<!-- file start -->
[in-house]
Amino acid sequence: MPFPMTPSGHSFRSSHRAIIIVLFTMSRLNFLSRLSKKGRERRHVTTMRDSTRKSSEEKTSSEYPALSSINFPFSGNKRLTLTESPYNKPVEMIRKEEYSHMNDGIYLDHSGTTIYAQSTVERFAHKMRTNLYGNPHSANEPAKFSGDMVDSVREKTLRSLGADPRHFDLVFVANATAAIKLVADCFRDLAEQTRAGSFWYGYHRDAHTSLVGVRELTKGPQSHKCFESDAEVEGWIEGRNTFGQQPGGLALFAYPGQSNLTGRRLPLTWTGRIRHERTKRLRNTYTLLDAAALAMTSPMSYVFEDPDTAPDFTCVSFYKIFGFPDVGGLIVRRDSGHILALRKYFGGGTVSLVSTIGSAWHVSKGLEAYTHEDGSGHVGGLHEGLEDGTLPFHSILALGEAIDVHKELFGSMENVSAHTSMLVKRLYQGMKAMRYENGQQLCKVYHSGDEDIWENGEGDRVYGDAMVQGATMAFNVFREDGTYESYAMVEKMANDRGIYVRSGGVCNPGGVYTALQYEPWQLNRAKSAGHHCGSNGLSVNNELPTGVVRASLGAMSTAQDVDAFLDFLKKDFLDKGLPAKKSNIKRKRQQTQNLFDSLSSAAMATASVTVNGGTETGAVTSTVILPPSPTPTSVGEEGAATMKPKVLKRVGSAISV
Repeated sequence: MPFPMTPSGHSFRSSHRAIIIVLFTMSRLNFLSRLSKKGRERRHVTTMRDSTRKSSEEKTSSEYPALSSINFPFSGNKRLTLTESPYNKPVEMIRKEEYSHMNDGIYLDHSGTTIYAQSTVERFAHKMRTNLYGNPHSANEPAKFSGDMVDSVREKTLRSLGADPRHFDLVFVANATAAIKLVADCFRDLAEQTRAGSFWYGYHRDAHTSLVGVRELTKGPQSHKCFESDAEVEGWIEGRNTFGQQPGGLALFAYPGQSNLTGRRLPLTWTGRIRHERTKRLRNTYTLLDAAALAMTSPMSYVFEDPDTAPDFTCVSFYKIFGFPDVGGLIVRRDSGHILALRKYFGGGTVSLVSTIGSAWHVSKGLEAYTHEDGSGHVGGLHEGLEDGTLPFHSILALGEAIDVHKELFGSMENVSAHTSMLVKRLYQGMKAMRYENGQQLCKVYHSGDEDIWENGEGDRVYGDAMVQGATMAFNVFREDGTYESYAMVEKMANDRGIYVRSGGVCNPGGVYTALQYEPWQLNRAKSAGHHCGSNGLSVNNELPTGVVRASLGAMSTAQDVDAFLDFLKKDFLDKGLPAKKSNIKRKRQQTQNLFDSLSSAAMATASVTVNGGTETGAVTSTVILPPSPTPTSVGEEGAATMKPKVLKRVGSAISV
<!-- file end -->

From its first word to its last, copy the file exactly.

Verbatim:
[in-house]
Amino acid sequence: MPFPMTPSGHSFRSSHRAIIIVLFTMSRLNFLSRLSKKGRERRHVTTMRDSTRKSSEEKTSSEYPALSSINFPFSGNKRLTLTESPYNKPVEMIRKEEYSHMNDGIYLDHSGTTIYAQSTVERFAHKMRTNLYGNPHSANEPAKFSGDMVDSVREKTLRSLGADPRHFDLVFVANATAAIKLVADCFRDLAEQTRAGSFWYGYHRDAHTSLVGVRELTKGPQSHKCFESDAEVEGWIEGRNTFGQQPGGLALFAYPGQSNLTGRRLPLTWTGRIRHERTKRLRNTYTLLDAAALAMTSPMSYVFEDPDTAPDFTCVSFYKIFGFPDVGGLIVRRDSGHILALRKYFGGGTVSLVSTIGSAWHVSKGLEAYTHEDGSGHVGGLHEGLEDGTLPFHSILALGEAIDVHKELFGSMENVSAHTSMLVKRLYQGMKAMRYENGQQLCKVYHSGDEDIWENGEGDRVYGDAMVQGATMAFNVFREDGTYESYAMVEKMANDRGIYVRSGGVCNPGGVYTALQYEPWQLNRAKSAGHHCGSNGLSVNNELPTGVVRASLGAMSTAQDVDAFLDFLKKDFLDKGLPAKKSNIKRKRQQTQNLFDSLSSAAMATASVTVNGGTETGAVTSTVILPPSPTPTSVGEEGAATMKPKVLKRVGSAISV
Repeated sequence: MPFPMTPSGHSFRSSHRAIIIVLFTMSRLNFLSRLSKKGRERRHVTTMRDSTRKSSEEKTSSEYPALSSINFPFSGNKRLTLTESPYNKPVEMIRKEEYSHMNDGIYLDHSGTTIYAQSTVERFAHKMRTNLYGNPHSANEPAKFSGDMVDSVREKTLRSLGADPRHFDLVFVANATAAIKLVADCFRDLAEQTRAGSFWYGYHRDAHTSLVGVRELTKGPQSHKCFESDAEVEGWIEGRNTFGQQPGGLALFAYPGQSNLTGRRLPLTWTGRIRHERTKRLRNTYTLLDAAALAMTSPMSYVFEDPDTAPDFTCVSFYKIFGFPDVGGLIVRRDSGHILALRKYFGGGTVSLVSTIGSAWHVSKGLEAYTHEDGSGHVGGLHEGLEDGTLPFHSILALGEAIDVHKELFGSMENVSAHTSMLVKRLYQGMKAMRYENGQQLCKVYHSGDEDIWENGEGDRVYGDAMVQGATMAFNVFREDGTYESYAMVEKMANDRGIYVRSGGVCNPGGVYTALQYEPWQLNRAKSAGHHCGSNGLSVNNELPTGVVRASLGAMSTAQDVDAFLDFLKKDFLDKGLPAKKSNIKRKRQQTQNLFDSLSSAAMATASVTVNGGTETGAVTSTVILPPSPTPTSVGEEGAATMKPKVLKRVGSAISV